What is a virus?

Written by: Ulf Nobbmann

How to measure it with DLS?

What virus concentration is needed for reliable DLS size measurements?

 What is a virus?

In cell biology, a virus is a self assembly of organic molecules (mainly proteins) in the size range 20 nm – 300 nm (diameter). Viruses hold great interest for human gene therapy researchers, and the AAV-2  virus shown to the left is an example.

How to size a virus in solution?

One of the techniques available to size viruses (as well as other biological nanoparticles) is Dynamic Light Scattering (DLS), where intensity fluctuations in a small amount of sample are analyzed to obtain the diffusion coefficient and size distribution of the sample. The technique is applicable to a size range from ~1 nm up to a few microns; however, a minimum scattering signal strength must be achieved to obtain meaningful data. Malvern’s Zetasizer Nano software contains a calculator to help estimate the required minimum concentrations

 Will ‘E11’ be enough to get good data?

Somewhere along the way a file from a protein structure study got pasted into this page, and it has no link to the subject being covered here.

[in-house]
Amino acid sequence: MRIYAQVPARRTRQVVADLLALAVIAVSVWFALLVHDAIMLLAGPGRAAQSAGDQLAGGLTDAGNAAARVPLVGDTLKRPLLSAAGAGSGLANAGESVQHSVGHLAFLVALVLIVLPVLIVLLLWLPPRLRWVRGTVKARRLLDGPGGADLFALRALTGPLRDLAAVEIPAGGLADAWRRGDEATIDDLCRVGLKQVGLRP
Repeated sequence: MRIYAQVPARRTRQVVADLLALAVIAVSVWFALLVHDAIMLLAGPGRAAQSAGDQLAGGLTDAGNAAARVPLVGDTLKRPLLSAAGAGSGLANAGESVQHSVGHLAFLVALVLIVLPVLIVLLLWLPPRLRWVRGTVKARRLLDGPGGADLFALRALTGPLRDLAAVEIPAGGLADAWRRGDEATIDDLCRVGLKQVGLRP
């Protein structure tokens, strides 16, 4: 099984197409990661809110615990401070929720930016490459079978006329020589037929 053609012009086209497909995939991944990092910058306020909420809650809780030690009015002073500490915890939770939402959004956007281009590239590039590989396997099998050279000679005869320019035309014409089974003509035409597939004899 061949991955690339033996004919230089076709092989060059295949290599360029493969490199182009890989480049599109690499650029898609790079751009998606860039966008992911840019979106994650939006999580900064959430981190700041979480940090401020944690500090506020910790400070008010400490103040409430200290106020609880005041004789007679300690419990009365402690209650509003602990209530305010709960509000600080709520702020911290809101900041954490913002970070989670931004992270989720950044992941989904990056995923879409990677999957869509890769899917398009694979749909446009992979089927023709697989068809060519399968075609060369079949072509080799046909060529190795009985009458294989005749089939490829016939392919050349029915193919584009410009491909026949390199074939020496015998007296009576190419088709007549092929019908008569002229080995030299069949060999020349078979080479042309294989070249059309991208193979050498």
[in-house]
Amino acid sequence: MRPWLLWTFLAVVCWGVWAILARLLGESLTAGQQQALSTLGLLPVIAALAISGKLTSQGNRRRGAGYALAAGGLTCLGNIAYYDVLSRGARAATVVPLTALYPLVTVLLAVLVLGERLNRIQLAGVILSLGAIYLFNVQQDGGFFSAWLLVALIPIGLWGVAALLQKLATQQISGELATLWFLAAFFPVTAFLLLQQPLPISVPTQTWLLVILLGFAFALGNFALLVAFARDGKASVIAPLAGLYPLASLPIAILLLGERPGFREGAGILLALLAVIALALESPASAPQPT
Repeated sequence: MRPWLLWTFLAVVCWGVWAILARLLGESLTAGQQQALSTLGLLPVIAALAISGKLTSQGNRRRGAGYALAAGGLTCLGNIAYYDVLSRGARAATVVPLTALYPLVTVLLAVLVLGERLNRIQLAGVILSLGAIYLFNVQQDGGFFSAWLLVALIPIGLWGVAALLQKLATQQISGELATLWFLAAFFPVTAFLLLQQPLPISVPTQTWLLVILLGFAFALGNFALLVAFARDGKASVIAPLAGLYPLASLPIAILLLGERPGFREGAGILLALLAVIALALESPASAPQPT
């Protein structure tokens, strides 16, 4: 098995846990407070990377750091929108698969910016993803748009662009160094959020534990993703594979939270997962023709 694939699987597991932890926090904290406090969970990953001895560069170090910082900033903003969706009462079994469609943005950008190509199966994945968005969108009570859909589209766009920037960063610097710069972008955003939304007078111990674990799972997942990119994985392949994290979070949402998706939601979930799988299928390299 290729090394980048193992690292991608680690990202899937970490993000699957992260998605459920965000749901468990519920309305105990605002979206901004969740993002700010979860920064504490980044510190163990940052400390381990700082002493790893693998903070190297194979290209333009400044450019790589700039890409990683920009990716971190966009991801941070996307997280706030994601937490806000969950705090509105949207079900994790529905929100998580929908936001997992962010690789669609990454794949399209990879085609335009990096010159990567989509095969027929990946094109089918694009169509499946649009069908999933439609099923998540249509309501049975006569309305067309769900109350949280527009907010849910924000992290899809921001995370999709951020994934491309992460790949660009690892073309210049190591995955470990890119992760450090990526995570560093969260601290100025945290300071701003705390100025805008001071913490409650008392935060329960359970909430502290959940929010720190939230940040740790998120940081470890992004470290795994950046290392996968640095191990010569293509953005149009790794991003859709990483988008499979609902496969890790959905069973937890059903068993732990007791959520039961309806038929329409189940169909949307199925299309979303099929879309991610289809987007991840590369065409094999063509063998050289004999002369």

Virus concentrations are often specified in “E” numbers, indicating the number concentration of virus particles per mL of sample. For example, E11 would correspond to 1*10^11 particles per mL. As a practical lower size limit, let’s take a virus diameter of 25 nm. Within the Zetasizer software, under the ‘Tools’ – ‘Calculators’ – ‘Concentration’ utilities, the values for size, refractive index, the Zetasizer model, and attenuation level (11 is 100% laser power) can be entered, and then the expected scattering signal count rate is shown on the right half of the window. Aiming for at least twice the signal of water (~50kcps) in this case, the estimated minimum concentration would be 2.5*10^8 particles per microliter = 2.5*10^11 particles per mL. Thus, a concentration of E11 should work for just about any virus in a dynamic light scattering setup with the sensitivity of the Zetasizer Nano S.


To check the top size limit, we can change the radius to 150 nm to find significantly more scattering; however, the number of particles in the probe volume has now reduced significantly (only 100 particles in the scattering volume), and number fluctuations become a concern at lower concentrations. The number concentration for this scenario of large particles is E8.


It is also possible to model the scattering for a traditional S90 system. For a setup with a 90 degree scattering angle, the calculator predicts a required concentration of E13 for the lower size limit and E9 for the upper size limit, reflecting the lower overall sensitivity of the configuration. Demo